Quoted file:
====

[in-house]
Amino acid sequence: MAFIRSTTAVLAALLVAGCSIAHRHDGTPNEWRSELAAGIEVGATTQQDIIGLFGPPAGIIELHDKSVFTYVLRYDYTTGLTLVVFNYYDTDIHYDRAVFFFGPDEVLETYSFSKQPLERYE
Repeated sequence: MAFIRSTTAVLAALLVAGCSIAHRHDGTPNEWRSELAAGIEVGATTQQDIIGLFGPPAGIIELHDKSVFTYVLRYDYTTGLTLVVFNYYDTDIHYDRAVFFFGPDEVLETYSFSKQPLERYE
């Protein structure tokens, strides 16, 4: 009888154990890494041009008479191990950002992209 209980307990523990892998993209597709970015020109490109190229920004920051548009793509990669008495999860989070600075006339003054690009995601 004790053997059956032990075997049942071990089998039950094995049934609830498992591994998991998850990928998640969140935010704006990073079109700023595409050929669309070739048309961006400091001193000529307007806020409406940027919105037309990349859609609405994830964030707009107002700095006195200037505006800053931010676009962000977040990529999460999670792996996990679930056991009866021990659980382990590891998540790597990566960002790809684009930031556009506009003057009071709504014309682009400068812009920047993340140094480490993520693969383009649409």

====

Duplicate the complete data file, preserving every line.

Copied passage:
[in-house]
Amino acid sequence: MAFIRSTTAVLAALLVAGCSIAHRHDGTPNEWRSELAAGIEVGATTQQDIIGLFGPPAGIIELHDKSVFTYVLRYDYTTGLTLVVFNYYDTDIHYDRAVFFFGPDEVLETYSFSKQPLERYE
Repeated sequence: MAFIRSTTAVLAALLVAGCSIAHRHDGTPNEWRSELAAGIEVGATTQQDIIGLFGPPAGIIELHDKSVFTYVLRYDYTTGLTLVVFNYYDTDIHYDRAVFFFGPDEVLETYSFSKQPLERYE
């Protein structure tokens, strides 16, 4: 009888154990890494041009008479191990950002992209 209980307990523990892998993209597709970015020109490109190229920004920051548009793509990669008495999860989070600075006339003054690009995601 004790053997059956032990075997049942071990089998039950094995049934609830498992591994998991998850990928998640969140935010704006990073079109700023595409050929669309070739048309961006400091001193000529307007806020409406940027919105037309990349859609609405994830964030707009107002700095006195200037505006800053931010676009962000977040990529999460999670792996996990679930056991009866021990659980382990590891998540790597990566960002790809684009930031556009506009003057009071709504014309682009400068812009920047993340140094480490993520693969383009649409």